What to do in the South of France? – Wine tasting!

Friday, 19 July 2013

There is a reason the South of France is renowned for its wine…


Vineyards cover a vast area of land in the South of France. The Languedoc Roussillon region makes up 40% of France’s total vineyard area,which is evident when walking, cycling or driving around the region. Long hours of summer sun create a hot, dry climate which is perfect for grapes to ripen well and quickly.

Almost anything can be grown in the Languedoc region, and is. Provence is well known for its very pale, light and refreshing rosés. The Southwest is extremely diverse and venerable in wine-making and there are many grape varieties which can only grow here.

Certified organic “bio” wines (meaning organically produced from A to Z, from the vineyards to the processing) are now produced in the South. The Domains listed below all worked hard to offer lines of fully organic wine.

 Know the lingo:

  • Domaine– an estate which produces wine
  • Vigne– vine or vineyard
  • Cave/caveau– storage cellar for wine

Sylva Plana- 04 67 93 43 55



Sylva Plana is a welcoming and modern Domaine in Laurens. There work a small team of ambitious individuals who, despite their success are very happy to talk to you and show you around. Régisse orchestrates the wine production in all its stages and can tell you about the different processes and grapes.

Wine-inspired modern artwork is displayed and sold around the Caveau and in the shop (look out for Jane Appleton’s work).  The shop also stocks a wide range of other produce, including foie gras at only €5, confit de volaille, terrine au piment d’espelette and confit d’ognions.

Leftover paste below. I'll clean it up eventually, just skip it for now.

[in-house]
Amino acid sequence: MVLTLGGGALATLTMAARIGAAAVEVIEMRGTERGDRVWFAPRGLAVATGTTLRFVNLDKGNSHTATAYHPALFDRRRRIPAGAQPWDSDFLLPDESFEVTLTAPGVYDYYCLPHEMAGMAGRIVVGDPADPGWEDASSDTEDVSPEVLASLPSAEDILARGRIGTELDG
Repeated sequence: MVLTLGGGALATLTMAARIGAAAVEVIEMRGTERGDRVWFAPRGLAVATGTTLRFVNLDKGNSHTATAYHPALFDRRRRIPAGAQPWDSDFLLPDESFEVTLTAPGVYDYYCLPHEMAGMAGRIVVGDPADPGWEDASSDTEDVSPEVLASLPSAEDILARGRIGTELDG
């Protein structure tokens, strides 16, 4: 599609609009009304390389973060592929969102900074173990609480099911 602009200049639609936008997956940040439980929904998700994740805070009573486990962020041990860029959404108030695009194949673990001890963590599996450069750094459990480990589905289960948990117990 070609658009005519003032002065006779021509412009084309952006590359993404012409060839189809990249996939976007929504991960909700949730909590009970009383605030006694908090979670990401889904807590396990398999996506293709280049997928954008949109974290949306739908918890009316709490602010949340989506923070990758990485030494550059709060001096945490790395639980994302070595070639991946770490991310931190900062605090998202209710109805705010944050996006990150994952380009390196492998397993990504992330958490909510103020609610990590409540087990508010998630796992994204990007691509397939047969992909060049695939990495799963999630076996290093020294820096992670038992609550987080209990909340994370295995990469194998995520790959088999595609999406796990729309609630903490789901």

Sylva Plana also have a café and restaurant on site with a large outside seating area. You might find yourself eating vegetables and fruits from the chef’s very own potage (vegetable allotment)!

Our pick: under the recommendation of Régisse, the ‘Songe de l’Abbeye’ (made up primarily of Syrah, Grenache, Carignan and Mouvèdre grapes) is a dark, fruity and full-bodied red wine that he buys. Perfect with red meat, chocolate and mature cheeses.

Château de La Liquière –  04 67 90 29 20



Château de La Liquière also has a modern feel when you step into the caveau, with bottles beautifully displayed on curved racks complementing the spiralling stairs. However, if you turn your attention to the detail of the foundations of the building, you will notice authentic stone floors beneath you, and around a corner the original caves with old, damp walls which smell of nothing but a wine cellar! Large shelves also display a variety of local products for sale including honey, tapenade, fleur de sel, fine olive oils and vinegars and even aubergine caviar!
The Vidals are a family of winemakers, the business started in 1960 and still run by them today. They strive to “remain faithful to our terroir and our country origins” whilst making better and better wines each year. They use organic manure and aim for perfectionism, handpicking harvest with great care.

Our pick: try their light, white flower and citrus white wine, Les Amandiers, or even Les Amandiersrosé with raspberry, redcurrant and crème caramel aromas.

Don’t miss: 

Cave de Roquebrun – 04 67 89 64 35



This is a great cave for wine tasting and gourmet local products! It sells some of the best wines known to the region.


Check out our article on Le Chameau Ivre – Where to Drink for a taste of what this is all about!

Our video featuring all of these wine Domains and more!

Did you know?

In the late 19th century, the French government commissioned Louis Pasteur to study the French wine industry in order to decipher what was plaguing the wine. Understanding the role oxygen played, as well as the processes of yeast and fermentation was indispensable, and those same techniques are still used today, although aided by modern machinery. 

Leftover impure sediment can be used as a raw material in products such as lipstick.